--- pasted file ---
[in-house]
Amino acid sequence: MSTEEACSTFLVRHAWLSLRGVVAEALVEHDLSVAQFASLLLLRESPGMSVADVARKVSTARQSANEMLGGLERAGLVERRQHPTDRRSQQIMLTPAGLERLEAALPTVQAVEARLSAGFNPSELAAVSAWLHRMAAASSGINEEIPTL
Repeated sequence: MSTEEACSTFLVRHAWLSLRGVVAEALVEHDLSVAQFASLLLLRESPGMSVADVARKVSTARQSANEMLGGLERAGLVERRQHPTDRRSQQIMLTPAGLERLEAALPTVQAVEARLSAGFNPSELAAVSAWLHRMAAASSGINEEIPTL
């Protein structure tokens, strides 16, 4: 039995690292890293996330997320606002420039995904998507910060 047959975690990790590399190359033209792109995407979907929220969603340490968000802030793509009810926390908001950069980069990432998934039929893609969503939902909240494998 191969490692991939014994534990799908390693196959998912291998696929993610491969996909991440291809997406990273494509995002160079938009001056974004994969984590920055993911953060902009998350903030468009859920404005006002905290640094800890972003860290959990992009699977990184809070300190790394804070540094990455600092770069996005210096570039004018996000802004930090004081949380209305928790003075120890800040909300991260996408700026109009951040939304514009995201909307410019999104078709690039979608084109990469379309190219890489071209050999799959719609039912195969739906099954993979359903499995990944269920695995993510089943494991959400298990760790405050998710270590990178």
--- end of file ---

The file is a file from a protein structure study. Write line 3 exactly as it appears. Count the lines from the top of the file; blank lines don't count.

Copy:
Repeated sequence: MSTEEACSTFLVRHAWLSLRGVVAEALVEHDLSVAQFASLLLLRESPGMSVADVARKVSTARQSANEMLGGLERAGLVERRQHPTDRRSQQIMLTPAGLERLEAALPTVQAVEARLSAGFNPSELAAVSAWLHRMAAASSGINEEIPTL